June 8, 2012

Look3: Day 1 - Monticello, Mr. Jefferson's home

View from path above Mulberry Row. In the 1770's, Jefferson planted Mulberry trees along this stretch. In their shade, enslaved, free, and indentured workers and craftsmen loved and worked in a small stone fram, and log building.

On our trip to LOOK3: Festival of the Photograph we took a side venture to a "piece of American History", I called it that and got a few laughs from my party. The house was very interesting but we had very limited mobility, were shown only three rooms, and there were 20 some people on our tour so it was very crowded.

Our guide told us this was the view from on the back of the nickel. She said it in her best, 1st grade teacher voice.

Also it was $24 a person to enter the home of the author of the Declaration of Independence. I guess we could say we owe it to him so we'll let it go. The innovations utilized by the home were very impressive. No wasted space and the use of light was very impressive. Jefferson was in love with French architecture and it is very apparent throughout the home.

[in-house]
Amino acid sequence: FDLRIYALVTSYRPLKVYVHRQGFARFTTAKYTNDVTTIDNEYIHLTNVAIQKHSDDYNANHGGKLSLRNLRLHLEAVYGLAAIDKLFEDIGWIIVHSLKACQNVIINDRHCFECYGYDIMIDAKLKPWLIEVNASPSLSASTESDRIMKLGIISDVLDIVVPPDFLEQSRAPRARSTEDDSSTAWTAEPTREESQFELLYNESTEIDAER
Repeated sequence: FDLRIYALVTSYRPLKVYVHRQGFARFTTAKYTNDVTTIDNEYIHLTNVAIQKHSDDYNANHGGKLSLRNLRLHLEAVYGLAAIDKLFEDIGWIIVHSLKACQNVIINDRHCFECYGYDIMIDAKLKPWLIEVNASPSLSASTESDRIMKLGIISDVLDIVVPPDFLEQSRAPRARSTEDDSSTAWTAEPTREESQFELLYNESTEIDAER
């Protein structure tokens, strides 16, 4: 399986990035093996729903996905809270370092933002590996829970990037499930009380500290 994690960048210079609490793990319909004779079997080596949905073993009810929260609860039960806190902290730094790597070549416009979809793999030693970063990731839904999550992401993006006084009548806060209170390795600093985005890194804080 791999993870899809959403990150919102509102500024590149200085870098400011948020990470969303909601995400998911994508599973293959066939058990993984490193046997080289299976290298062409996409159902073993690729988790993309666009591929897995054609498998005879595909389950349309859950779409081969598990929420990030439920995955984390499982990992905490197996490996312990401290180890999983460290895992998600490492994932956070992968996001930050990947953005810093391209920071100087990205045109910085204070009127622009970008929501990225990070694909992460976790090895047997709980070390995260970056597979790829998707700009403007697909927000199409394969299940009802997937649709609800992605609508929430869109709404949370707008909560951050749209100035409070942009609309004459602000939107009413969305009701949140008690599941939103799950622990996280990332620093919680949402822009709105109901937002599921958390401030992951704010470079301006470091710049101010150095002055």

A leader in the Enlightenment, Jefferson was a polymath who spoke five languages and was deeply interested in science, invention, architecture, religion and philosophy, interests that led him to the founding of the University of Virginia after his presidency. He designed his own large mansion on a 5,000 acre plantation near Charlottesville, Virginia, which he named Monticello. While not an orator, he was an indefatigable letter writer and corresponded with many influential people in America and Europe.

Hipstamatic take of the grounds. No photos were allowed to be taken in the house?

For Danielle and I the real treat was the gardens, that terraced down the hills adjacent to the house.

All manner of vegetation was growing in the stretch overlooking the countryside. Cabbage, Artichoke, Asparagus, Lavender, Tomatoes and Radishes.

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